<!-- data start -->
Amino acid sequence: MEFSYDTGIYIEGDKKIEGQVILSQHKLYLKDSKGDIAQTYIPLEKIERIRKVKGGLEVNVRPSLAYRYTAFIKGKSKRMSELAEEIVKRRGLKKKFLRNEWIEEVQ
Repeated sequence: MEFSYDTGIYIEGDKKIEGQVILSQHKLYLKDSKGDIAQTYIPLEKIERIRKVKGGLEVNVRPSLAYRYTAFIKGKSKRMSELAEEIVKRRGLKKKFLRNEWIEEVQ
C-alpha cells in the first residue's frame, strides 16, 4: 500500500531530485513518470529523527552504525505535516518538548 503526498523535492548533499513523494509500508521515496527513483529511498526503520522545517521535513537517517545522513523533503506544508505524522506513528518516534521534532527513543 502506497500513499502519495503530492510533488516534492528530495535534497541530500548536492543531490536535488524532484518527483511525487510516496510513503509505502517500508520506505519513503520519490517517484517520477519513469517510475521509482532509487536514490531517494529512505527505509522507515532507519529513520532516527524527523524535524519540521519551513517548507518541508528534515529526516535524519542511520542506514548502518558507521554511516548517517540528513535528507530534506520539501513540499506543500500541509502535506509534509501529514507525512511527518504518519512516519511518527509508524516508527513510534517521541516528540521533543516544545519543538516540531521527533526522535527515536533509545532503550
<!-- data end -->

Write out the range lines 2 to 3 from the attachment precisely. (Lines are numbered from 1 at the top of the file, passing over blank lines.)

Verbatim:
Repeated sequence: MEFSYDTGIYIEGDKKIEGQVILSQHKLYLKDSKGDIAQTYIPLEKIERIRKVKGGLEVNVRPSLAYRYTAFIKGKSKRMSELAEEIVKRRGLKKKFLRNEWIEEVQ
C-alpha cells in the first residue's frame, strides 16, 4: 500500500531530485513518470529523527552504525505535516518538548 503526498523535492548533499513523494509500508521515496527513483529511498526503520522545517521535513537517517545522513523533503506544508505524522506513528518516534521534532527513543 502506497500513499502519495503530492510533488516534492528530495535534497541530500548536492543531490536535488524532484518527483511525487510516496510513503509505502517500508520506505519513503520519490517517484517520477519513469517510475521509482532509487536514490531517494529512505527505509522507515532507519529513520532516527524527523524535524519540521519551513517548507518541508528534515529526516535524519542511520542506514548502518558507521554511516548517517540528513535528507530534506520539501513540499506543500500541509502535506509534509501529514507525512511527518504518519512516519511518527509508524516508527513510534517521541516528540521533543516544545519543538516540531521527533526522535527515536533509545532503550